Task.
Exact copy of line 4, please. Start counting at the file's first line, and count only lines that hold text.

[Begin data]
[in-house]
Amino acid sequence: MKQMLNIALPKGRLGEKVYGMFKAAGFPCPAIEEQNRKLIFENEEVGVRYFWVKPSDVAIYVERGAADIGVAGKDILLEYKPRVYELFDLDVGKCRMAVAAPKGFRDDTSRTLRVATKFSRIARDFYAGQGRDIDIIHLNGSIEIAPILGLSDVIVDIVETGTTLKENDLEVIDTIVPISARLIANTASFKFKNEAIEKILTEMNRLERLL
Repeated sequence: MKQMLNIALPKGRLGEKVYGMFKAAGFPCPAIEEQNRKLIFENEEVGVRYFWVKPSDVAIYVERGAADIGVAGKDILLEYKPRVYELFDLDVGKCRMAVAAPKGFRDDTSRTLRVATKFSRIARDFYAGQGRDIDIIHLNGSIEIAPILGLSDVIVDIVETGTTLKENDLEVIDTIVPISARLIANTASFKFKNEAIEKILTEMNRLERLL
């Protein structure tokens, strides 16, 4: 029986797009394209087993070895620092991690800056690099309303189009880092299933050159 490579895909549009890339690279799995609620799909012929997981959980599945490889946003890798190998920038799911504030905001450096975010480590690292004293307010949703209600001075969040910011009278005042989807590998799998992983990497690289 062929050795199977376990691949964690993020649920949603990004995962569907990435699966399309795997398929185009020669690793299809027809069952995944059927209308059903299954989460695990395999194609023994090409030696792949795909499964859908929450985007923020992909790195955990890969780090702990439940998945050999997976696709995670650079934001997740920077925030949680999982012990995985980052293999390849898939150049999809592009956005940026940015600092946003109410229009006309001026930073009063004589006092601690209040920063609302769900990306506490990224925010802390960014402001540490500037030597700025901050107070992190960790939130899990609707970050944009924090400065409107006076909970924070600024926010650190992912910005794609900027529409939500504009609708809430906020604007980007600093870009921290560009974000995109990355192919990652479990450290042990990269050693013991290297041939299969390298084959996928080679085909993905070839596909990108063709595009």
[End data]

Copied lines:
């Protein structure tokens, strides 16, 4: 029986797009394209087993070895620092991690800056690099309303189009880092299933050159 490579895909549009890339690279799995609620799909012929997981959980599945490889946003890798190998920038799911504030905001450096975010480590690292004293307010949703209600001075969040910011009278005042989807590998799998992983990497690289 062929050795199977376990691949964690993020649920949603990004995962569907990435699966399309795997398929185009020669690793299809027809069952995944059927209308059903299954989460695990395999194609023994090409030696792949795909499964859908929450985007923020992909790195955990890969780090702990439940998945050999997976696709995670650079934001997740920077925030949680999982012990995985980052293999390849898939150049999809592009956005940026940015600092946003109410229009006309001026930073009063004589006092601690209040920063609302769900990306506490990224925010802390960014402001540490500037030597700025901050107070992190960790939130899990609707970050944009924090400065409107006076909970924070600024926010650190992912910005794609900027529409939500504009609708809430906020604007980007600093870009921290560009974000995109990355192919990652479990450290042990990269050693013991290297041939299969390298084959996928080679085909993905070839596909990108063709595009």